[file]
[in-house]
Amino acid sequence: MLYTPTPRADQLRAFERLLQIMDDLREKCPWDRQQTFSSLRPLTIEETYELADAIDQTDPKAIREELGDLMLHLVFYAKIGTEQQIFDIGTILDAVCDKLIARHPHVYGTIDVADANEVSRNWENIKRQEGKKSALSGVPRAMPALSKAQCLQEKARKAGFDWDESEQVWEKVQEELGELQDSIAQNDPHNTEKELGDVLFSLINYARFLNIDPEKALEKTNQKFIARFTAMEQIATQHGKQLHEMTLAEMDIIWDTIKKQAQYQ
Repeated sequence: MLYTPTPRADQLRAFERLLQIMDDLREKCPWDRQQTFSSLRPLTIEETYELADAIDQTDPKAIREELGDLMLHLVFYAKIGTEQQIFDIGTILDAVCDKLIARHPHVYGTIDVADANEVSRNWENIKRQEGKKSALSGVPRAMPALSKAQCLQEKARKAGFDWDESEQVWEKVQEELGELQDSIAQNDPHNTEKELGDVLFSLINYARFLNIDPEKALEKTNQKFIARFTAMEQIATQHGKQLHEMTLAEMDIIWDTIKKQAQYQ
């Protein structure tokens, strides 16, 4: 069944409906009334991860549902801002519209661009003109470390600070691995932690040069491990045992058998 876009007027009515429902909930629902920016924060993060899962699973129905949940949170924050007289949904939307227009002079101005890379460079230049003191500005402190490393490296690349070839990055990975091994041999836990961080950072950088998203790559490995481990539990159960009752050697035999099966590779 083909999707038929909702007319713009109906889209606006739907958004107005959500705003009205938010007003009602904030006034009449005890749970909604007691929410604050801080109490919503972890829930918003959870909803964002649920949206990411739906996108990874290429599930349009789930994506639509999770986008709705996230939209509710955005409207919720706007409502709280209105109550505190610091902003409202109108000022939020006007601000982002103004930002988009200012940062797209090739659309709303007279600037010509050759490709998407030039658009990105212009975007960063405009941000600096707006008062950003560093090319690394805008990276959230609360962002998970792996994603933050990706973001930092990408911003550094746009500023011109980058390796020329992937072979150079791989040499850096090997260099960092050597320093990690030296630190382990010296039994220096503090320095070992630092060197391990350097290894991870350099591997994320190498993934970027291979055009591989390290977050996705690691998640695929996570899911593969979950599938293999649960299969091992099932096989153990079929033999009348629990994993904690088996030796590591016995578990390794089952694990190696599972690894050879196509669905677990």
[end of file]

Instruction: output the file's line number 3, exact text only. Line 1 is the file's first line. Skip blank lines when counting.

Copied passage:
Repeated sequence: MLYTPTPRADQLRAFERLLQIMDDLREKCPWDRQQTFSSLRPLTIEETYELADAIDQTDPKAIREELGDLMLHLVFYAKIGTEQQIFDIGTILDAVCDKLIARHPHVYGTIDVADANEVSRNWENIKRQEGKKSALSGVPRAMPALSKAQCLQEKARKAGFDWDESEQVWEKVQEELGELQDSIAQNDPHNTEKELGDVLFSLINYARFLNIDPEKALEKTNQKFIARFTAMEQIATQHGKQLHEMTLAEMDIIWDTIKKQAQYQ